Sid Sriram shares “Friendly Fire,” a new single from his forthcoming Def Jam debut Sidharth ahead of its release on August 25th. “Friendly Fire” follows the renowned Bollywood vocalist’s recent single “The Hard Way,” which was praised by The New York Times upon its release in the Playlist and called a “a clattering, experimental pop song” that is a must-listen for fans of James Blake, Bon Iver and more.

On Sidharth, hook-forward tracks with dance floor energy, like the Afrobeat-inflected “Friendly Fire,” slot in next to unexpected diversions like “The Hard Way,” which draws on the album’s R&B, indie rock, and American pop styles he grew up with as an immigrant kid in Fremont, CA, in the ’90s and 2000s.

The album’s creation process was unlike any other he had undertaken before, with a significant difference being that the vocals are delivered in English. In the summer of 2021, he took a leap of faith and hopped on a plane to Minneapolis, where he and producer Ryan Olson (Poliça, Gayngs, Bon Iver), whom had previously only met on Instagram. During an intense week in the studio, most of the songs were tracked live by a small team of Olson’s associates, including Bon Iver’s Justin Vernon, a longtime inspiration for Sid. Fittingly, Sid will be opening for Bon Iver on tour this month after his recent sold out headline show at The Roxy Theatre in Los Angeles.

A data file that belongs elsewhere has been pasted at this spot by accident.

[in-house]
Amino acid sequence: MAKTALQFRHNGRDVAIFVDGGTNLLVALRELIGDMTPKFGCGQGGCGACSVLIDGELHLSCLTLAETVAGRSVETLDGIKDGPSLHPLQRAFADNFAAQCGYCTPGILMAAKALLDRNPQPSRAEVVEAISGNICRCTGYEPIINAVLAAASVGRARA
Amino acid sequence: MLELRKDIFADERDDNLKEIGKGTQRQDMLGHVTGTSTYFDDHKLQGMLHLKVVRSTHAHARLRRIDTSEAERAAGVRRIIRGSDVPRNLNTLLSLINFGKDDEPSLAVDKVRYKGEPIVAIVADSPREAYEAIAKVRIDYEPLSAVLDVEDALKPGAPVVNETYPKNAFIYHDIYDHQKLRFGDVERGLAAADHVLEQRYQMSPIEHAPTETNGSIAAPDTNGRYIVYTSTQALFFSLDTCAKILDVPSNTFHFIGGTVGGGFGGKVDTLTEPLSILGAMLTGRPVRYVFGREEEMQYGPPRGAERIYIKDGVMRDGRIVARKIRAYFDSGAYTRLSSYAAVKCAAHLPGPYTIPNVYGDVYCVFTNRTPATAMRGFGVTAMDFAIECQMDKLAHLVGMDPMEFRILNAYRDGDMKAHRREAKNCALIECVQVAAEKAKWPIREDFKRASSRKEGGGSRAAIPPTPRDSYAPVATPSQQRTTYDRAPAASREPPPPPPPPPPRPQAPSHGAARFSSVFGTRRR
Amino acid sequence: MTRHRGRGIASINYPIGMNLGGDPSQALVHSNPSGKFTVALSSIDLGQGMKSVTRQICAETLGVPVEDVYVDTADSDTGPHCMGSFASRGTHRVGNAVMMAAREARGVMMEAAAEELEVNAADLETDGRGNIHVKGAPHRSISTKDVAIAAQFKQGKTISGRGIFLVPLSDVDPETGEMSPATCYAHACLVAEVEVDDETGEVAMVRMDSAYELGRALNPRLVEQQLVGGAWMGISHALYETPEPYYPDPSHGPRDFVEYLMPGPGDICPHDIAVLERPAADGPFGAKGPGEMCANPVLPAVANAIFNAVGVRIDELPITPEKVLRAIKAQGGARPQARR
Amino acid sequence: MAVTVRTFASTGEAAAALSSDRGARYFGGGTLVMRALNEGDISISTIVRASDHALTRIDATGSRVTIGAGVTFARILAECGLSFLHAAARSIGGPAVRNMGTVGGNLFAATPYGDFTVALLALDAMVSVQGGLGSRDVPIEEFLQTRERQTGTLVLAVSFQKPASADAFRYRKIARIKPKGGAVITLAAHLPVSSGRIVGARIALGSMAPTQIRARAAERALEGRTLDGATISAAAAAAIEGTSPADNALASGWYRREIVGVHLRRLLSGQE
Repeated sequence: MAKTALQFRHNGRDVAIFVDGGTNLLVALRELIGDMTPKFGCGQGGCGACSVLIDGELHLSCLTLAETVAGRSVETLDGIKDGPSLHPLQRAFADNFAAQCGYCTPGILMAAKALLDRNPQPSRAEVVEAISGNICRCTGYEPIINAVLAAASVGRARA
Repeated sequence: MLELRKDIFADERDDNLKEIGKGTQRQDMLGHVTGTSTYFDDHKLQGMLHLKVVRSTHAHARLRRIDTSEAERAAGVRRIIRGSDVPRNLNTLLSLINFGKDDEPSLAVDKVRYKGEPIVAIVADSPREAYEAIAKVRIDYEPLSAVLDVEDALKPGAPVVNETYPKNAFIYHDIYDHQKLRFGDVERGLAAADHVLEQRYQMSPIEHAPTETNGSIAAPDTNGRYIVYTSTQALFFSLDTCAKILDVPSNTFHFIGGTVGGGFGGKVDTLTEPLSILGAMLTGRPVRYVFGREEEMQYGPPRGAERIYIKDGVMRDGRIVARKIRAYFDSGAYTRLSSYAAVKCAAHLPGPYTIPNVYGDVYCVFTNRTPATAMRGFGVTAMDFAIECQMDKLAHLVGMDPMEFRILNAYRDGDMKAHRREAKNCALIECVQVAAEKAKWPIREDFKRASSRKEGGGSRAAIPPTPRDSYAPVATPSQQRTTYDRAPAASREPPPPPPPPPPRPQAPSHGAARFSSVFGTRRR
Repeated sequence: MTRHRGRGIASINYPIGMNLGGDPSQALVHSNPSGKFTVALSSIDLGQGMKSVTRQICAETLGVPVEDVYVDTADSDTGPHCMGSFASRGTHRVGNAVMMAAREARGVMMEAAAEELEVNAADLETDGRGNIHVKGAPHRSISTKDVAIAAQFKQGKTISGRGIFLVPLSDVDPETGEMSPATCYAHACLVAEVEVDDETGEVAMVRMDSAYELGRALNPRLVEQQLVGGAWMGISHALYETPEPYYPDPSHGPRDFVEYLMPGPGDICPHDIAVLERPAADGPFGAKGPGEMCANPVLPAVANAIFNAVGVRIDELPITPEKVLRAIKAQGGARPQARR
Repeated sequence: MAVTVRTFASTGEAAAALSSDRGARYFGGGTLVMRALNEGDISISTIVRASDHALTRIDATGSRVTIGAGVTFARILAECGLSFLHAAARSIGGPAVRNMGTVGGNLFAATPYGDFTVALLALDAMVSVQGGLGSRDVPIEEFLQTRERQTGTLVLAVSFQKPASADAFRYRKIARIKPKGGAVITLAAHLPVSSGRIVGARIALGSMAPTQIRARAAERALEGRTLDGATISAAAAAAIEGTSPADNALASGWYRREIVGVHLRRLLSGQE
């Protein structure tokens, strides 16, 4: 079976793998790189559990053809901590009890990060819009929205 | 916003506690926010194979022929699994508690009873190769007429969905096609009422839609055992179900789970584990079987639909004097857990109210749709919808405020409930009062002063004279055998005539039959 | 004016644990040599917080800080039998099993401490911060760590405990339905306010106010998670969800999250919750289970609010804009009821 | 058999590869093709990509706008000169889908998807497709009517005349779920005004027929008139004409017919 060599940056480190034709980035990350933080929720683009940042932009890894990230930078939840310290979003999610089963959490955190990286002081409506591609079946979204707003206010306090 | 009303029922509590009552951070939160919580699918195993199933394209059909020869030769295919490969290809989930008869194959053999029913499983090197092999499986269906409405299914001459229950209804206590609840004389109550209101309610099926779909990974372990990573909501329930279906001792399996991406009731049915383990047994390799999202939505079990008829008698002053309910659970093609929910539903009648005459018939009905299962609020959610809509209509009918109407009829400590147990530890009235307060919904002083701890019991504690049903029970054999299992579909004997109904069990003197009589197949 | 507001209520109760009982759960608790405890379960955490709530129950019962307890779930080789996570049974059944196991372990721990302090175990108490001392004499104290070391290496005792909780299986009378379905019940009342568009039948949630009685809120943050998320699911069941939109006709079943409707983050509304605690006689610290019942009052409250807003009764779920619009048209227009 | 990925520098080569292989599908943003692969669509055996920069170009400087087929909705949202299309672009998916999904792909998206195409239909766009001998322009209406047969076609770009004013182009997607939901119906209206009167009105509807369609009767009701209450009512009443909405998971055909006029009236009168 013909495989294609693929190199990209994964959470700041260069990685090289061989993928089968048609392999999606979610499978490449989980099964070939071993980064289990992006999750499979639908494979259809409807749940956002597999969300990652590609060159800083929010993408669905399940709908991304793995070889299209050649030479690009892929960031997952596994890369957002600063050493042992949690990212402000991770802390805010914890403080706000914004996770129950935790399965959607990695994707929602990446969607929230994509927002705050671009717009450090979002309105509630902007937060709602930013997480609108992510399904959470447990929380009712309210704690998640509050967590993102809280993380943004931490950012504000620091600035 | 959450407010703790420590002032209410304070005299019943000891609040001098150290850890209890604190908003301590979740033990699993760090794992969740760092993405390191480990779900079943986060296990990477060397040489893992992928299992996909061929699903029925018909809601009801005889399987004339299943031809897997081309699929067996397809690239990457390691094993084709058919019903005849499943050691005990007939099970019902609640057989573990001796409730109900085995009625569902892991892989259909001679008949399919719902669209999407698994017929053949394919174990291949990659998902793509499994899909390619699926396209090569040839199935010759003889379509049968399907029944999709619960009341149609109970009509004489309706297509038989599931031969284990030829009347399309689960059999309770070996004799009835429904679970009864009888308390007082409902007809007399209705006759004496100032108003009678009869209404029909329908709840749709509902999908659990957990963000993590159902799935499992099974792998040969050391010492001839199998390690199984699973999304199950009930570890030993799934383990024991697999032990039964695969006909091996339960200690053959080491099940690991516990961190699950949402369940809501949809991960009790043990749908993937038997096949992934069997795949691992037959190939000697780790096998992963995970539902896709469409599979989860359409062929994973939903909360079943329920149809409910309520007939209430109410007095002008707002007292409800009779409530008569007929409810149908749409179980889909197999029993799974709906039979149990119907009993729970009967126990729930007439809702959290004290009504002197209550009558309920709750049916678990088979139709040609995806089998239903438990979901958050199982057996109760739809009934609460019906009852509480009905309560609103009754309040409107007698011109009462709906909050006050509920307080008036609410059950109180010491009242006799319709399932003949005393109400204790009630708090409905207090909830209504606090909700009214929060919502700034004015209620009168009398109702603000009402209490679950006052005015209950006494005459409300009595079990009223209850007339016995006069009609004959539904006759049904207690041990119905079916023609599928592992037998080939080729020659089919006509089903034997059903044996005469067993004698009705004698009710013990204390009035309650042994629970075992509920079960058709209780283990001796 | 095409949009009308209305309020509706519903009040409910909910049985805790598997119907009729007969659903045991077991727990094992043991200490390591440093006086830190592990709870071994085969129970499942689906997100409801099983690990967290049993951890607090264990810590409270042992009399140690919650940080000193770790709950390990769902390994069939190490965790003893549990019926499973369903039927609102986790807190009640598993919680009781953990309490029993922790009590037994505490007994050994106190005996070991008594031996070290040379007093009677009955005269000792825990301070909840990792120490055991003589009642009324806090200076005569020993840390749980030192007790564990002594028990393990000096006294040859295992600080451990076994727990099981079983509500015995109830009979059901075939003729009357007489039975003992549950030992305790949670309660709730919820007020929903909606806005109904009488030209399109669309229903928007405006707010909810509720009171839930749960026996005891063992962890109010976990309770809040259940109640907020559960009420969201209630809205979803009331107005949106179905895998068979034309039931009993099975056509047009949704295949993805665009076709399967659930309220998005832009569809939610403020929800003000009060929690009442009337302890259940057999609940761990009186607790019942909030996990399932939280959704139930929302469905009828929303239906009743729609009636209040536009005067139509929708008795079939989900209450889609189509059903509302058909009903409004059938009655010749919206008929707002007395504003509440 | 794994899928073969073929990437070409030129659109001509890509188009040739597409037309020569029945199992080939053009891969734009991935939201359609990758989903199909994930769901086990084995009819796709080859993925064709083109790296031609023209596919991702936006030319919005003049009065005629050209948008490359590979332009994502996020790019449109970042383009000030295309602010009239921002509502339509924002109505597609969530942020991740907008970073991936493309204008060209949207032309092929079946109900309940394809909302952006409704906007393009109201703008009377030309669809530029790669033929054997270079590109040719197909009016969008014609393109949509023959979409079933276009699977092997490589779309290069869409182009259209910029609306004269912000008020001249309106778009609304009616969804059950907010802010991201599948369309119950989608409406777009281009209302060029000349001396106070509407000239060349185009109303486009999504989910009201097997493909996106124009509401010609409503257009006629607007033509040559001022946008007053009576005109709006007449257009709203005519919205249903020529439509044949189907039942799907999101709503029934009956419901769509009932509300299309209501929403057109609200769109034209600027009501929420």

All this may seem like a far cry from the music that has made Sid famous with Bollywood fans worldwide since breaking out with his first hit soundtrack song, “Adiye” (from 2013’s Kadal), just a year out of music school. Indeed, many of the million-plus-viewed videos of Sid feature him singing ragas backed by traditional instruments, not freestyling personal narratives over glitchy 808s and Auto-Tune beds.

But before his sudden success, Sriram was an American 20-something obsessed with pop and R&B; he found early viral success by posting a Frank Ocean cover (“We All Try”) to YouTube. He also recently endeared himself to a new audience this past May when he delivered a mesmerizing Tiny Desk Concert for NPR. Backed by an 8-piece band, the performance received immediate acclaim, further solidifying his talent and artistry. In many ways, Sidharth highlights the ways in which the musical personalities of that younger version of Sid and the Carnatic music star Sid relate to and complement one another. 

Listen to “Friendly Fire” above now, check out touring details below, and stay tuned for more Sid Sriram news soon.


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